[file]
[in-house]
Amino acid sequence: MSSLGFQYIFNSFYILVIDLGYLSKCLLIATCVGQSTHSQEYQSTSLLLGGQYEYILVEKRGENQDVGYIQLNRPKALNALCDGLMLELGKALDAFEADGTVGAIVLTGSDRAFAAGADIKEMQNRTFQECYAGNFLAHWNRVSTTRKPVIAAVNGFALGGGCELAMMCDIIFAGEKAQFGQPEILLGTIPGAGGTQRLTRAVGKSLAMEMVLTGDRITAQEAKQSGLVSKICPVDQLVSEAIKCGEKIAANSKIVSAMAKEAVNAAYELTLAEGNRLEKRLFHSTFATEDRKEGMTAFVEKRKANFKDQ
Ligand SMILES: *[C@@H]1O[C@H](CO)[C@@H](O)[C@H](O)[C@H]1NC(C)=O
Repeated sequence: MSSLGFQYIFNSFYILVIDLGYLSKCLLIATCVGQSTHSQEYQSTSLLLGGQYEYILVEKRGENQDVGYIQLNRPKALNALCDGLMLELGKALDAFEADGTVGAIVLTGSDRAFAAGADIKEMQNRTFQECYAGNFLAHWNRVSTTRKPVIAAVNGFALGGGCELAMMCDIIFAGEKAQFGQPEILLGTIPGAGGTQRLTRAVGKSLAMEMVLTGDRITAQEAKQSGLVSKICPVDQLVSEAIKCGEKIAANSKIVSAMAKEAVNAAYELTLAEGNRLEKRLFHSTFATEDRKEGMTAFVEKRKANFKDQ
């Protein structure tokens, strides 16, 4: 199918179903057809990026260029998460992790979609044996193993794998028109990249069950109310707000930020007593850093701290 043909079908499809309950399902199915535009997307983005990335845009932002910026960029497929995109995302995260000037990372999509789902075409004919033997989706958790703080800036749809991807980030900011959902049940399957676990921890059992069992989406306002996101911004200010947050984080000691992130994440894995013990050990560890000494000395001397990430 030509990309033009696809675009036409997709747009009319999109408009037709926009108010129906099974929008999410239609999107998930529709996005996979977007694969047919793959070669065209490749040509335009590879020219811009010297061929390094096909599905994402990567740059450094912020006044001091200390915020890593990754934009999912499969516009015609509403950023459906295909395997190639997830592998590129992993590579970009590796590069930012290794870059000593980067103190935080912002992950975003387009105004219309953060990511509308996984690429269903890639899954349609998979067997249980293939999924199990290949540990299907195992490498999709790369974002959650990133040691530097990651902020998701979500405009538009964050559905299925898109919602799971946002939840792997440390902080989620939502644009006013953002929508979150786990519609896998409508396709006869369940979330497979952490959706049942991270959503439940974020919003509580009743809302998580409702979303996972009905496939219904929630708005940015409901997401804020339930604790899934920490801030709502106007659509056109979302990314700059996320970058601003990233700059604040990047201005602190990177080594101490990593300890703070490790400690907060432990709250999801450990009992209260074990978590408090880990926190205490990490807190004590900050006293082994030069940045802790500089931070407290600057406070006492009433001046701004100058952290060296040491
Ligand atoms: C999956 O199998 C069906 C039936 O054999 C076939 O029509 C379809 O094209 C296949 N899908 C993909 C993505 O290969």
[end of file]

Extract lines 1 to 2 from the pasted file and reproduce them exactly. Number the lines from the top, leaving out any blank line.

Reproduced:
[in-house]
Amino acid sequence: MSSLGFQYIFNSFYILVIDLGYLSKCLLIATCVGQSTHSQEYQSTSLLLGGQYEYILVEKRGENQDVGYIQLNRPKALNALCDGLMLELGKALDAFEADGTVGAIVLTGSDRAFAAGADIKEMQNRTFQECYAGNFLAHWNRVSTTRKPVIAAVNGFALGGGCELAMMCDIIFAGEKAQFGQPEILLGTIPGAGGTQRLTRAVGKSLAMEMVLTGDRITAQEAKQSGLVSKICPVDQLVSEAIKCGEKIAANSKIVSAMAKEAVNAAYELTLAEGNRLEKRLFHSTFATEDRKEGMTAFVEKRKANFKDQ